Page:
UK spies track diplomats by hotel bookings

2013-11-17 21:06
Edward Snowden (File, AFP)

Edward Snowden (File, AFP)

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Berlin - Britain's electronic eavesdropping service keeps tabs on foreign diplomats by monitoring their hotel bookings, a German magazine reported on Sunday citing leaks provided by former US intelligence contractor Edward Snowden.

News weekly Der Spiegel said that for more than three years, the British Government Communications Headquarters (GCHQ) has had a system to watch reservations at least 350 upscale hotels around the globe.

"The aim of the programme is to inform GCHQ, at the time of the booking, of the city and hotel a foreign diplomat intends to visit," Spiegel said, allowing the "technical operations community" to swing into action before the envoy's arrival.

This can include monitoring a hotel room and its guest by wiretapping the telephone and fax machine, gaining access to computers hooked up to the hotel network, or eavesdropping on the diplomat in the hotel bar, the report said.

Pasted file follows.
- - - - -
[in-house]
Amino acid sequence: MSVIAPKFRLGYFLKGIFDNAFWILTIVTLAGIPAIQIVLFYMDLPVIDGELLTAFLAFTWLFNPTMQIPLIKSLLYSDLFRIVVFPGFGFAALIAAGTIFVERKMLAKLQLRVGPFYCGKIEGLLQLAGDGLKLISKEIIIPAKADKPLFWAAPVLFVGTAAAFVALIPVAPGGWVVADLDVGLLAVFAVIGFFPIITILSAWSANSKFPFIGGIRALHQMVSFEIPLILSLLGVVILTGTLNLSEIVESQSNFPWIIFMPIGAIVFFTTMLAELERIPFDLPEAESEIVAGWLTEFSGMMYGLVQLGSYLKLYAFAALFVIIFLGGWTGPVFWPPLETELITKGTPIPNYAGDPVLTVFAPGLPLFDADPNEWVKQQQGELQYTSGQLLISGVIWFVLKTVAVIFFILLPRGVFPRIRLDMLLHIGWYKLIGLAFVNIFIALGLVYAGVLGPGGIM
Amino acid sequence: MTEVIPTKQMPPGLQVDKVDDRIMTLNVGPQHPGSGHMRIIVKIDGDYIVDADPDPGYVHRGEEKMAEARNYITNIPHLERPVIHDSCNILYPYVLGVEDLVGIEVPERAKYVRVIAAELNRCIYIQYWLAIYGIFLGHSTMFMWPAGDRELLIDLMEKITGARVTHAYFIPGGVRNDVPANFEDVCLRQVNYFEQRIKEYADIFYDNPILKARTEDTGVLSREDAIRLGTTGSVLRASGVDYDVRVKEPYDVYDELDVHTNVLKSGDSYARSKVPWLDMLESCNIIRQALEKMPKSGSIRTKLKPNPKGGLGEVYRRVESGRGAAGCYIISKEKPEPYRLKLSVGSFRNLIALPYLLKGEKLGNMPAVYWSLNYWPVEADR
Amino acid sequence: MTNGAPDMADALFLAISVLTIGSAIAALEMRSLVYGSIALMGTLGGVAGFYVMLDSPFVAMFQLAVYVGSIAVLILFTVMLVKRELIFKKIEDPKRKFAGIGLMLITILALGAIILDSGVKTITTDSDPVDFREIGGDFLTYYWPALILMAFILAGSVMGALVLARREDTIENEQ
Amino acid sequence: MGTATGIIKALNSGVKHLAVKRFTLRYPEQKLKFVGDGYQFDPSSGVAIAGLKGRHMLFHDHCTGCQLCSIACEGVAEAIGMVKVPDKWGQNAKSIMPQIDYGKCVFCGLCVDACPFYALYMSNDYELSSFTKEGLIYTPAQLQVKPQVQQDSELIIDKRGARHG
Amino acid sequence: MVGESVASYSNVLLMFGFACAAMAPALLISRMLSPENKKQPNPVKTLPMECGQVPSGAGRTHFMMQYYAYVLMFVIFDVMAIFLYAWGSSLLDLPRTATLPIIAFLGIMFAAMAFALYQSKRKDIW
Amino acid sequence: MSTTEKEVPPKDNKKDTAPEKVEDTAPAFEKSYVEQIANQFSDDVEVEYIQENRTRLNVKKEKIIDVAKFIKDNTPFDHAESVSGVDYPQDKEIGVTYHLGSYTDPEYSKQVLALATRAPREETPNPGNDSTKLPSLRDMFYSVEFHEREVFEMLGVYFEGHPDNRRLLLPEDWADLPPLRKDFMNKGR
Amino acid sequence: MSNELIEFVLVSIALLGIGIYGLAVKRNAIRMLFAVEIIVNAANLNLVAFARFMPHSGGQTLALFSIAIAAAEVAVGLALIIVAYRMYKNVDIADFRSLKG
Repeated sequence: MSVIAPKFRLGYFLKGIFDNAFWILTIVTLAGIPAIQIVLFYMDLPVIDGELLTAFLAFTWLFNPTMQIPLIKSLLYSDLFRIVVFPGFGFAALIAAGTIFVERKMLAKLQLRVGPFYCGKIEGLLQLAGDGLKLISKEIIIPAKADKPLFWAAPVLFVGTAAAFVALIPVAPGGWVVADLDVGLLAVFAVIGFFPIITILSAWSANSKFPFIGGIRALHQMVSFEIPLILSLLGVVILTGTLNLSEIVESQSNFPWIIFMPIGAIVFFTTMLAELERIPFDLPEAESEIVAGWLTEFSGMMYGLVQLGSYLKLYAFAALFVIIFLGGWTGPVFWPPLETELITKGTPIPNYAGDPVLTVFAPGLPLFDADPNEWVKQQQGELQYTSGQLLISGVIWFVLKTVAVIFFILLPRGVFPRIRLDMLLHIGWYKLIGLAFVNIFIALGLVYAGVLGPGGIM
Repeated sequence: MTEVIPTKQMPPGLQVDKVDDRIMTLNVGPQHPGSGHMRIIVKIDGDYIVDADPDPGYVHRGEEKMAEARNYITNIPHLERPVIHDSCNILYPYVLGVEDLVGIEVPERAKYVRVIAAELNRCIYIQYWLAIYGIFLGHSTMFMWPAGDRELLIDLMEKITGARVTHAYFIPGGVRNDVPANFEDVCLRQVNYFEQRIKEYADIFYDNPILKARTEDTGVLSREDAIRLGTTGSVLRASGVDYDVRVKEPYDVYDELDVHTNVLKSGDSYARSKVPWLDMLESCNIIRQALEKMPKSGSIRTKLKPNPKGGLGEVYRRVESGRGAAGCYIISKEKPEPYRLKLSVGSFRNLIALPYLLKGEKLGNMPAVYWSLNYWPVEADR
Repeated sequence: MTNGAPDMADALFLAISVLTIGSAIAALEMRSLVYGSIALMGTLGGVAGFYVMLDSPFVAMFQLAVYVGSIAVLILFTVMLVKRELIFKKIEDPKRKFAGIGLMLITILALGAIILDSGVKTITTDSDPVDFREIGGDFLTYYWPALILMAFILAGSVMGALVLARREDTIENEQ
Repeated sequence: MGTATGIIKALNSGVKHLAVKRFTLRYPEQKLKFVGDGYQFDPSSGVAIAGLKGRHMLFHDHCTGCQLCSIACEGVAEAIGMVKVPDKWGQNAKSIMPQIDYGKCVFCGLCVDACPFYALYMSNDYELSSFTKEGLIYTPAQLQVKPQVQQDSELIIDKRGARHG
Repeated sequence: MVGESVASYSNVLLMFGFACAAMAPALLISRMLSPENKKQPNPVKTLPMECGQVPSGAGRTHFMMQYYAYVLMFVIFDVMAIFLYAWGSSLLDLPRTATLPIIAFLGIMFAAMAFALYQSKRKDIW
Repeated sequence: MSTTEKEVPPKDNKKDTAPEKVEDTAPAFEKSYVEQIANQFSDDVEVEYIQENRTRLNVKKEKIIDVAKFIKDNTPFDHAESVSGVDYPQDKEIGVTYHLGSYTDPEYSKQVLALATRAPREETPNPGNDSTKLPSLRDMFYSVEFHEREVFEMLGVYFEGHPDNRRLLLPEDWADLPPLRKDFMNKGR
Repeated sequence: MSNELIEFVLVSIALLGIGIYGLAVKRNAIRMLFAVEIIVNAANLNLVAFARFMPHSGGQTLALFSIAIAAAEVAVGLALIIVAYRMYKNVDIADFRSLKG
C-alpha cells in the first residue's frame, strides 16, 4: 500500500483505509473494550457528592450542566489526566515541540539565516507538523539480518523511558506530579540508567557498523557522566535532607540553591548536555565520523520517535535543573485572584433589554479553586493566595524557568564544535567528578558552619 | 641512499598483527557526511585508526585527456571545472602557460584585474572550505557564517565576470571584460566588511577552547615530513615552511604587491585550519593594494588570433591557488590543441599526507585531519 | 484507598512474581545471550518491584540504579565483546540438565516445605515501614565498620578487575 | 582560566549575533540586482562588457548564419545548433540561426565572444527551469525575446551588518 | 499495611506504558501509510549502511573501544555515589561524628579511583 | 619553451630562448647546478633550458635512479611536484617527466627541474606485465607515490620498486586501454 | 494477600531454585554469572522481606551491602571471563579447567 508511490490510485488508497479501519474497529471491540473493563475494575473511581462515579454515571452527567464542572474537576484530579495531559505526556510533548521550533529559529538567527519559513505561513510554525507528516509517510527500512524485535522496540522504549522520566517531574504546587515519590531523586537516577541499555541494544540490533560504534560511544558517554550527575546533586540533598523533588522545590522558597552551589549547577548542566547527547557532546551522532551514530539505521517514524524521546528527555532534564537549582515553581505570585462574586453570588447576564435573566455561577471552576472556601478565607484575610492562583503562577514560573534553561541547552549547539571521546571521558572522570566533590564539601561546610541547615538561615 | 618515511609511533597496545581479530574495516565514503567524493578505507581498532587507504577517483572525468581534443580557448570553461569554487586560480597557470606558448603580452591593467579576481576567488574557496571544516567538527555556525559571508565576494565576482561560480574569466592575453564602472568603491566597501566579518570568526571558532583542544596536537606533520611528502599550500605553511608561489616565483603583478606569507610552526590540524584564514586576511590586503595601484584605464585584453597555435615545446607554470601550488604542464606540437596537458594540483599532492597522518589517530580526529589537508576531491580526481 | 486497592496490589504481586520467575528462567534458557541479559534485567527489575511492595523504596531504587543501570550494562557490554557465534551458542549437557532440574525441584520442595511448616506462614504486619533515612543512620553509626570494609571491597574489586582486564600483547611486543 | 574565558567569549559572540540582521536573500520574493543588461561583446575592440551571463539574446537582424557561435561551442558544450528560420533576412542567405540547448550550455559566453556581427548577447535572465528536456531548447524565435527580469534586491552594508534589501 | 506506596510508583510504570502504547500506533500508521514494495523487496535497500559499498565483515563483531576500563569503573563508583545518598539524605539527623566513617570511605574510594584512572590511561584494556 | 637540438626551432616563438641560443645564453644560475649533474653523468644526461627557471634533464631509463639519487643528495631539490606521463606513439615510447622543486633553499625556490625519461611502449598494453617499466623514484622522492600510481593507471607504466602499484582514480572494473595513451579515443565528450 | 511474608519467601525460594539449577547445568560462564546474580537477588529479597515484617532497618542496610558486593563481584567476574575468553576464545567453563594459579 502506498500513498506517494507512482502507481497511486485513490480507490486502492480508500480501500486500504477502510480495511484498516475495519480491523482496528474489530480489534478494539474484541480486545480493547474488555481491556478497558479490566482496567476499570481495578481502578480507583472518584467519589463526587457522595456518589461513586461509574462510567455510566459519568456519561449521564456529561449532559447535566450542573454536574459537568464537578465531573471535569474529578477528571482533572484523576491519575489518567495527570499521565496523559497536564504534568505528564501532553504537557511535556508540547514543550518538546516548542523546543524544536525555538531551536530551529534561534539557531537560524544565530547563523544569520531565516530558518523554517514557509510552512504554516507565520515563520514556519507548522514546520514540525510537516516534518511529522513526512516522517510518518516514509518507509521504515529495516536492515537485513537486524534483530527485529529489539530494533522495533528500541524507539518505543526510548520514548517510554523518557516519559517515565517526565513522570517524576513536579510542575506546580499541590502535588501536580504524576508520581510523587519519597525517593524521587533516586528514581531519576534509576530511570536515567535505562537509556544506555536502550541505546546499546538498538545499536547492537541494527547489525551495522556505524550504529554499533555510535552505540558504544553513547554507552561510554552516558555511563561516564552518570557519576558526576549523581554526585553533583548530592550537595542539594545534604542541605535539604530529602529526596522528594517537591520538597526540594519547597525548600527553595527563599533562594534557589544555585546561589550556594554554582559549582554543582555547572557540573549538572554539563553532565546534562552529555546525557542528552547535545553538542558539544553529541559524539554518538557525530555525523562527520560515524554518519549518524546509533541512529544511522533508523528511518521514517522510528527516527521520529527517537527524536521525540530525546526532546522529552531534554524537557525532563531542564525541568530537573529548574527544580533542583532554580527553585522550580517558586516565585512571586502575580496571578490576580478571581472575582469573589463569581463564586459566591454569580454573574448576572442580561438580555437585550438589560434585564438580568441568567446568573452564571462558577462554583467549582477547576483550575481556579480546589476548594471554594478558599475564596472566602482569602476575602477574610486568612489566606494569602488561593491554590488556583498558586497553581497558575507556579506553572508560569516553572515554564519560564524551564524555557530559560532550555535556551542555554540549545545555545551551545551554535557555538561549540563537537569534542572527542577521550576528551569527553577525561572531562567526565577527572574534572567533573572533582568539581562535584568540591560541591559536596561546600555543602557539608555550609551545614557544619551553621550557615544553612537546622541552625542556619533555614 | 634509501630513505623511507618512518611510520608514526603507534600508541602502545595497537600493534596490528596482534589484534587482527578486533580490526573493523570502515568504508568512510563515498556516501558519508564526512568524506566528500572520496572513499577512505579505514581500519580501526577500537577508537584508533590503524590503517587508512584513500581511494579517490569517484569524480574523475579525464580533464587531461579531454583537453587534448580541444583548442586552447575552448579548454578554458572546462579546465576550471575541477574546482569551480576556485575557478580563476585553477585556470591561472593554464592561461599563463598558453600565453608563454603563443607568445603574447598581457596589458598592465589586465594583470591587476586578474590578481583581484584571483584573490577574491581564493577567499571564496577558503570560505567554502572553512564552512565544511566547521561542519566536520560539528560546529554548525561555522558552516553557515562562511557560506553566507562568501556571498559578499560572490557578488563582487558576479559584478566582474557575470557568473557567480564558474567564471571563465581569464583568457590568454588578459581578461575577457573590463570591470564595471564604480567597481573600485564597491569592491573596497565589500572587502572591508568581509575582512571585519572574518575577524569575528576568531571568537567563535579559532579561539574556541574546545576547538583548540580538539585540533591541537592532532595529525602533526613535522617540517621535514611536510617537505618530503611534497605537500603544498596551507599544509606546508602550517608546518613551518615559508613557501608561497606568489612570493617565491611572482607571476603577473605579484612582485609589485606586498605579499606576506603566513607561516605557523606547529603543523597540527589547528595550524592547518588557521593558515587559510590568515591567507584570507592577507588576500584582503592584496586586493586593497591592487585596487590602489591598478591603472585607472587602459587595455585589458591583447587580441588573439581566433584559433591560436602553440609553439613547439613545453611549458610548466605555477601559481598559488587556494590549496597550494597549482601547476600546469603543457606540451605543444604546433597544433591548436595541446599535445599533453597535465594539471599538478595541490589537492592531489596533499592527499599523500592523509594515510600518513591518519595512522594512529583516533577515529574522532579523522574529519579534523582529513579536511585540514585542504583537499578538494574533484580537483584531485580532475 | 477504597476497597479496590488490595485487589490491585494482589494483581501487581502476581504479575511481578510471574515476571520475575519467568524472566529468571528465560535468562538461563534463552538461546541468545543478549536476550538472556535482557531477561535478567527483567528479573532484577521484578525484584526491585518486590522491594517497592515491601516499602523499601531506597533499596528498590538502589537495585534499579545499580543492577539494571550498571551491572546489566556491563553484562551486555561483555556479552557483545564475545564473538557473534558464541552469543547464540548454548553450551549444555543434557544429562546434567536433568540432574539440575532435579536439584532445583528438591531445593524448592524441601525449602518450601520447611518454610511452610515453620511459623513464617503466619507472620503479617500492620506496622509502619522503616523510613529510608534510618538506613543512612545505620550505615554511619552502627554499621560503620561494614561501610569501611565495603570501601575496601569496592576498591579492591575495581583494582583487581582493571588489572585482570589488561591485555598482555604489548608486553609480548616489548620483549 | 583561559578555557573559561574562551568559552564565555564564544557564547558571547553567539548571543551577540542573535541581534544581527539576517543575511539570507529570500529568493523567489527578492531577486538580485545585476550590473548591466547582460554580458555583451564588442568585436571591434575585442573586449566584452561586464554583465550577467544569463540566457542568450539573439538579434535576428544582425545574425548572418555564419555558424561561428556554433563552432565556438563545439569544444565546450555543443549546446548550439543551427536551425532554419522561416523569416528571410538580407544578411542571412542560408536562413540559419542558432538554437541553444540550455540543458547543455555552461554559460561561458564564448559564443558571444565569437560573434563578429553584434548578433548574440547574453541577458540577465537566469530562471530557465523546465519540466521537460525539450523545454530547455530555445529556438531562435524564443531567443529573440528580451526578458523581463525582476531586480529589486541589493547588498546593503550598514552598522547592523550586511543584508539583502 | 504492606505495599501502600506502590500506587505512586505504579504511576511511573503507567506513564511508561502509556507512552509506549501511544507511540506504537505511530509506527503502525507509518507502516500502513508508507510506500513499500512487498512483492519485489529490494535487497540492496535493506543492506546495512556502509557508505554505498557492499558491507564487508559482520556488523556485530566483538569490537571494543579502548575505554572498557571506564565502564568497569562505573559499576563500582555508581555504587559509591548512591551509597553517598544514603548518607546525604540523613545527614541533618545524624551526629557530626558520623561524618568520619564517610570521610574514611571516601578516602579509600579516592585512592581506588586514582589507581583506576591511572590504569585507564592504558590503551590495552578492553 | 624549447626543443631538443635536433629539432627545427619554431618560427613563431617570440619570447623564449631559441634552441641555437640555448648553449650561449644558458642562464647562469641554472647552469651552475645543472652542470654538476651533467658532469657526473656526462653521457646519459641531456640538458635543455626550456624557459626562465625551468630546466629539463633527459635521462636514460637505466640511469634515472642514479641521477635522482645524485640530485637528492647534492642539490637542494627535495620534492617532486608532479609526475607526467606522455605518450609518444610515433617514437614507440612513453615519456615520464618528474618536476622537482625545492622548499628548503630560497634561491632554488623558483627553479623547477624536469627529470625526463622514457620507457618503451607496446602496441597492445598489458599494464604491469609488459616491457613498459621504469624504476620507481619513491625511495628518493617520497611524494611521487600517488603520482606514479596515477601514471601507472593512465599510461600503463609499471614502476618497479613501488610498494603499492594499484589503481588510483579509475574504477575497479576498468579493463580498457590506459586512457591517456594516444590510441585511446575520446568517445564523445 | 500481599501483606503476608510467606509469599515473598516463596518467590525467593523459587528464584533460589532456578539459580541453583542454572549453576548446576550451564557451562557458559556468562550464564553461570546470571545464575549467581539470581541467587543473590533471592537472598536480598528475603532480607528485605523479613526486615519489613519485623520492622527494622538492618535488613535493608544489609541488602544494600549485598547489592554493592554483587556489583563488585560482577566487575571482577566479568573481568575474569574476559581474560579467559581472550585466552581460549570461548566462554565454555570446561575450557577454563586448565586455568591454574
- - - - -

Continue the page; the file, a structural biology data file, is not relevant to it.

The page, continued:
The programme, given the codename "Royal Concierge", uses a logo with a penguin - meant to stand for the black and white uniforms worn by staff at top hotels - wearing a crown, a purple cape and holding a wand.

Spiegel said it was unclear how often the programme had been used. It quoted a GCHQ official as saying the service "neither confirms nor denies the allegation".

"We are not going to comment on this report," added a British government spokesperson to AFP.

Britain's top spy chiefs reacted angrily to leaks by Snowden, a fugitive former analyst for the US National Security Agency, in an appearance this month before a parliamentary committee.

Denying Britons were under mass surveillance, the heads of the foreign spy agency MI6, the domestic intelligence service MI5 and GCHQ warned that al-Qaeda and other enemies were "lapping up" intelligence revelations by Snowden and using them to change the way they operate.

The leaks have also strained relations with key partners.

Germany's foreign ministry on 5 November called in Britain's ambassador over a media report that London has been operating a secret listening post from its embassy in Berlin.

Read more on:    edward snowden  |  germany  |  privacy

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